- Crossing the Century
The recent production of Chekhov’s Three Sisters reminded me of a game I play with my students when we discuss The Cherry Orchard. We raise some disquieting problems: What is bound to happen to the merchant Lopahin, a self-made Russian capitalist whose forefathers were serfs, following his purchase at an auction of Ranevskaya’s famous cherry orchard and estate where he, “ignorant, beaten Yermolay,” ran barefoot in the winter? Already on the evening following the purchase, Lopahin realizes that his sense of triumph is hollow. He will never be the owner of this renowned orchard, mentioned in the Encyclopaedia, since business sense commands that he chop down the unproductive trees to erect summer villas. After the Revolution, he would be caught in the Bolshevik class warfare against the villages, the division of the rural population into rich kulaks, middle peasants, and the poor. He would most probably have been arrested as an enemy of the people, or, at his advanced age, die in the cholera epidemic. Meanwhile, Ranevskaya would have presided over a Russian literary salon in Paris. As to Trofimov, the eternal student, he would doubtlessly have perished on the barricades, fighting for a classless society which never came into being.
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Schechner started playing a similar game in 1995 with his Fragments from Three Sisters, but instead of just talking and meditating on Russian history he crystallized these speculations on the stage. Without altering a single word of Chekhov’s text, he set each of the four acts in a different period of our century, using for each a different methodology. This approach was not without risks, but Schechner has always been a risk-taker. Although smoothness of style or form had to be sacrificed, there was the intense excitement of reviewing contemporary history and politics through the prism of methodology rather than content. In January 1997, when the finished version was presented by Schechner’s company, most of them recent graduates of the Tisch School of the Arts, at La MaMa, I went with a [End Page 72] Russian scholar who does not speak English. Deeply affected by the presentation, she stated: “I had the feeling I saw Russia’s twentieth century pass before my eyes. I relived the metamorphoses which we had to undergo through the Revolution, our early utopian dreams, then Stalin’s terror, and now the aftermath of perestroika. We can no longer feel there is unity of character, growth into maturity, and, if we are lucky, the reaching of a peaceful old age. In this fragmented epoch we lead fragmented lives. The amazing modernity of Chekhov lies in this apprehension.”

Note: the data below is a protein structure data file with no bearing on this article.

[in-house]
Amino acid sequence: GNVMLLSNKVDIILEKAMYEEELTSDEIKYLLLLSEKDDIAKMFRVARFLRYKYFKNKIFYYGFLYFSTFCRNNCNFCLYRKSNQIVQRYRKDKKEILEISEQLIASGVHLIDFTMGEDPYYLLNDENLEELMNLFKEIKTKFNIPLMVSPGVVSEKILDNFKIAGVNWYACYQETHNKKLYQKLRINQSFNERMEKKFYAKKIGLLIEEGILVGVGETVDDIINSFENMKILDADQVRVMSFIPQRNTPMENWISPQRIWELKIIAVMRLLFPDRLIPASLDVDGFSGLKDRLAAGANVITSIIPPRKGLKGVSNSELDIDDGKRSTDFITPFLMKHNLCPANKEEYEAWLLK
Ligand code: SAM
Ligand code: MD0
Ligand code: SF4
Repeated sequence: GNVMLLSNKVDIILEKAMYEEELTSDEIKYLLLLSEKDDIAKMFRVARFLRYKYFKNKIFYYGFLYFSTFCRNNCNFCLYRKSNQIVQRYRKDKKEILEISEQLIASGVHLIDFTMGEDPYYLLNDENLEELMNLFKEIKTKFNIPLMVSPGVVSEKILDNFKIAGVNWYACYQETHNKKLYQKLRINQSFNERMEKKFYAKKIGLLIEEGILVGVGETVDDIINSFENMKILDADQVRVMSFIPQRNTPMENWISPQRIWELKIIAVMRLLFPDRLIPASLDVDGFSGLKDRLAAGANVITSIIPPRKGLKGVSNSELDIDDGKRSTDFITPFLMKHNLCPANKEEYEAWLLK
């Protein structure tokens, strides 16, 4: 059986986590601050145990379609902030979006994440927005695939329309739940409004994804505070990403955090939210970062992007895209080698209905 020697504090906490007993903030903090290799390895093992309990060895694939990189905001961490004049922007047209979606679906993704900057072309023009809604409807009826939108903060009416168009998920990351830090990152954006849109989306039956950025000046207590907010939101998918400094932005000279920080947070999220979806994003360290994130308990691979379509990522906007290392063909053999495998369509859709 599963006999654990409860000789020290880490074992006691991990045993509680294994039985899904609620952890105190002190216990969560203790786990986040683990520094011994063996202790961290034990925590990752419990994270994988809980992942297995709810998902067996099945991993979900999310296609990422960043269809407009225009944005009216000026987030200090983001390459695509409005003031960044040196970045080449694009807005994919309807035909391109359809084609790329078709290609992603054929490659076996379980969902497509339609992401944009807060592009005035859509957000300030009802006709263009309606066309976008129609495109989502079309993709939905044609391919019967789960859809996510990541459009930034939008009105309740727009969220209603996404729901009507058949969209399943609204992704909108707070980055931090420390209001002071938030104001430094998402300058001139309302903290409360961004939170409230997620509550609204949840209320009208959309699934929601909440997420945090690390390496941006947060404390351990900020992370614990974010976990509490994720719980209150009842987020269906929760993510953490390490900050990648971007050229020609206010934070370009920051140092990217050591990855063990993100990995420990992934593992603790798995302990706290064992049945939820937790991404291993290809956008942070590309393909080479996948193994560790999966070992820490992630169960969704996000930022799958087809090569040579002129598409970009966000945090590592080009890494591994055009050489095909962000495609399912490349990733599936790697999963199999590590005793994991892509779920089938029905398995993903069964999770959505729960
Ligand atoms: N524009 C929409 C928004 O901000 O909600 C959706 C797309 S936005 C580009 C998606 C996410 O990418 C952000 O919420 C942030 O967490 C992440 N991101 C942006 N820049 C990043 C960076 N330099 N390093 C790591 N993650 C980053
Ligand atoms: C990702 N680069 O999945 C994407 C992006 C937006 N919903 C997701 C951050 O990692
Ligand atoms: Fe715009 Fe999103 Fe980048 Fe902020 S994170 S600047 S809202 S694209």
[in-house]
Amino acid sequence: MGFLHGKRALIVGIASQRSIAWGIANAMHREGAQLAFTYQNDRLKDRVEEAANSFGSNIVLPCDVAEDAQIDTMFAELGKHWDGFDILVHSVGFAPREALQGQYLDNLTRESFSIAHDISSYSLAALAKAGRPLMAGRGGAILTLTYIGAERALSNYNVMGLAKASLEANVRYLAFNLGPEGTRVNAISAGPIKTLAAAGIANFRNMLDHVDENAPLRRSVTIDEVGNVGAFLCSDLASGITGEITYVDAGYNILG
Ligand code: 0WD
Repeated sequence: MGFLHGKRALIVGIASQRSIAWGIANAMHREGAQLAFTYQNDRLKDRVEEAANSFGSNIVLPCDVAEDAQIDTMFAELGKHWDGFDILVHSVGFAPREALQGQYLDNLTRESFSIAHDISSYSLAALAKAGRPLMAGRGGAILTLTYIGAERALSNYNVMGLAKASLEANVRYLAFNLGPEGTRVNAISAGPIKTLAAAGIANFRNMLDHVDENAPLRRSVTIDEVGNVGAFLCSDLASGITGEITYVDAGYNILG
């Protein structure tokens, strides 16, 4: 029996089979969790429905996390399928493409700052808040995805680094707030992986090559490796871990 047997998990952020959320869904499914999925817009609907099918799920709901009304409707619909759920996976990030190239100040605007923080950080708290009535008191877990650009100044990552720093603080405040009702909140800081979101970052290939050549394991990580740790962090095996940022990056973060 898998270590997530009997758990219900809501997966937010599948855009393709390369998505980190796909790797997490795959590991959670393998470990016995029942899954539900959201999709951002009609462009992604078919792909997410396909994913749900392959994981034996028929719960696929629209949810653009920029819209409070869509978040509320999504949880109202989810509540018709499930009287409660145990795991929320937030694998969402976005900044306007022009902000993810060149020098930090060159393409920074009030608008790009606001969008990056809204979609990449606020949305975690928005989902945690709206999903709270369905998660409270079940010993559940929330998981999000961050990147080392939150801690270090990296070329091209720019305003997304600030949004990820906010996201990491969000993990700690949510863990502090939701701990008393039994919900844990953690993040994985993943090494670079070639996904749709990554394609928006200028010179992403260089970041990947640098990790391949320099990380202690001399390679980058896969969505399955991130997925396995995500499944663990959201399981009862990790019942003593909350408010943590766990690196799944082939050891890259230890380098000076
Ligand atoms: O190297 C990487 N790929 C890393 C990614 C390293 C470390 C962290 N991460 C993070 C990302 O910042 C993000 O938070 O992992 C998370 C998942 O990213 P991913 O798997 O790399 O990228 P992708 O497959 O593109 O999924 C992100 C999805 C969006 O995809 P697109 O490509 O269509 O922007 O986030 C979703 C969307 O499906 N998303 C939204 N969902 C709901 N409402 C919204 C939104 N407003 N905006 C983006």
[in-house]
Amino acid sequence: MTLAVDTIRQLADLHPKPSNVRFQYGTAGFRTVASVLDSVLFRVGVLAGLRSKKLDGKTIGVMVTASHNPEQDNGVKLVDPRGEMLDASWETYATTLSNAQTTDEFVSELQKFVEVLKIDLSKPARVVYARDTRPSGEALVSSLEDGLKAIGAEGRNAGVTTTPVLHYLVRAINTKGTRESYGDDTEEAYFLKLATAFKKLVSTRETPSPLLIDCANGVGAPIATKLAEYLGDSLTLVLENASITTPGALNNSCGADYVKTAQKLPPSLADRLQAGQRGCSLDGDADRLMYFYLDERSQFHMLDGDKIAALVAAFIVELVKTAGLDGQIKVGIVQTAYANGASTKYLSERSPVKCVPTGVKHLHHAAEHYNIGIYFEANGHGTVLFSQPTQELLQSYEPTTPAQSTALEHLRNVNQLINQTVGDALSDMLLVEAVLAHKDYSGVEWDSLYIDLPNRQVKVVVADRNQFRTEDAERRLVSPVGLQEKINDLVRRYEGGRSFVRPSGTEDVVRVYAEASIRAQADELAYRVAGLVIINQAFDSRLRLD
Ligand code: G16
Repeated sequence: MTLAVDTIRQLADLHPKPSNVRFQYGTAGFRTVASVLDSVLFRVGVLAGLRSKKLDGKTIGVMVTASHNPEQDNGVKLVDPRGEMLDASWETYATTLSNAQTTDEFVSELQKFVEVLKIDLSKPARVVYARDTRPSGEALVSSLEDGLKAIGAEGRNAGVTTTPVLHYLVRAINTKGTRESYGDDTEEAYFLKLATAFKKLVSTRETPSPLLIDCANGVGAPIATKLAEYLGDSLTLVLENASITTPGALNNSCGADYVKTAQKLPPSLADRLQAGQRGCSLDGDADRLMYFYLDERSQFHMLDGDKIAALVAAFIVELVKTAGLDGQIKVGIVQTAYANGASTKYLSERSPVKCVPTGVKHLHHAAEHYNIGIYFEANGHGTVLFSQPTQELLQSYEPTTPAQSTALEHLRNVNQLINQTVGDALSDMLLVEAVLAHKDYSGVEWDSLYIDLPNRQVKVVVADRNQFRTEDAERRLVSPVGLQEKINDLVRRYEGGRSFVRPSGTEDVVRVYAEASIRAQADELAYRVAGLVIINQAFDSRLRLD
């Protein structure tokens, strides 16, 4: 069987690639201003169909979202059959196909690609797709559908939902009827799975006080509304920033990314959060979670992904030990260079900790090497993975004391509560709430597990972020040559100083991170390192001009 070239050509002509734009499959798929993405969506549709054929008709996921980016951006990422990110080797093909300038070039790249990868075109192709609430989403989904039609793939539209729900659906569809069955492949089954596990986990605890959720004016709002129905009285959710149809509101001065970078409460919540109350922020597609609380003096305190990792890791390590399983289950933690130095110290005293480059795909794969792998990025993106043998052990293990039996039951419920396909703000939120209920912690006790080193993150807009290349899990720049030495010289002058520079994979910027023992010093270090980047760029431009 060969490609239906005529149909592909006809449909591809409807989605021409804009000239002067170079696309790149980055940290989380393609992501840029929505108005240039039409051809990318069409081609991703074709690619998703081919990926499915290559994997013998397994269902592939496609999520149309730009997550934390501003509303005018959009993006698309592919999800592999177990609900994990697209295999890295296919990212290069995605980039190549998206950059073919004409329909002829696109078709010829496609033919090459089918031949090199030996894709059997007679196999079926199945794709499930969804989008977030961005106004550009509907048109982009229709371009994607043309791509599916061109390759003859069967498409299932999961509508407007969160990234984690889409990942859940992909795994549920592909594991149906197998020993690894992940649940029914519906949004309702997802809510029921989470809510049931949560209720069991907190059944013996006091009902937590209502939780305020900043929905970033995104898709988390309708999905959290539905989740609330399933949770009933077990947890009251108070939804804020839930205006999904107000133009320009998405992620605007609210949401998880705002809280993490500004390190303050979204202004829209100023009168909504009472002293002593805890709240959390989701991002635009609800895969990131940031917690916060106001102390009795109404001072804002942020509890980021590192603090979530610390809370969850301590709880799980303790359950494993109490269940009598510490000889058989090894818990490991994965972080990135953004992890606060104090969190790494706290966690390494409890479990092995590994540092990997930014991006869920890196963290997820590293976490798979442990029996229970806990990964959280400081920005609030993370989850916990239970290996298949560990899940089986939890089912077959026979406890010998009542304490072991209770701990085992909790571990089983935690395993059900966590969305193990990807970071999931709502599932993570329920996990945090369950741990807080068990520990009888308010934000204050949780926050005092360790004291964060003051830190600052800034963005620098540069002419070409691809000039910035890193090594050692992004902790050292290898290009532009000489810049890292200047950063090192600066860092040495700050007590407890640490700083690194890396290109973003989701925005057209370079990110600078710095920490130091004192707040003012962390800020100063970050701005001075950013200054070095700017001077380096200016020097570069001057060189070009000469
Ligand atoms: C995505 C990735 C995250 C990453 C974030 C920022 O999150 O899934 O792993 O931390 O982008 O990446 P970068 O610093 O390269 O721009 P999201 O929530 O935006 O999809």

Act I takes place in 1901, remaining faithful to Stanislavsky’s naturalism colored by lingering romanticism. Act II takes us twenty years into the century, four years after the Bolshevik Revolution. The stylized staging reflects Meyerhold’s exploration of what he called “biomechanics.” In Act III, thirty years later, Chekhov’s characters find themselves in a Gulag camp, much like the one depicted by Solzhenitsyn in his One Day in the Life of Ivan Denisovich. The final act is contemporary with us. It suggests what Schechner calls “the diaspora of Russian and Eastern European peoples and ideas.” Fragments of the first three acts reappear, elegiac echoes of a universe which is no more.
The Moscow Art Theatre, under the direction of Stanislavsky, opened Three Sisters ninety six years ago. Schechner’s first act is almost a museum piece, a tongue-in-cheek pastiche of Stanislavskian realism. At Irina Prozorov’s name-day party we are on familiar ground: it is the act of death and renewal, spring in some northern town, perhaps Perm, a long way from Moscow. A year earlier, Brigadier General Prozorov was buried on that very day. The period of mourning is now over. Wearing a white dress, her face radiant, the youngest of the three sisters (Shaula Chambliss...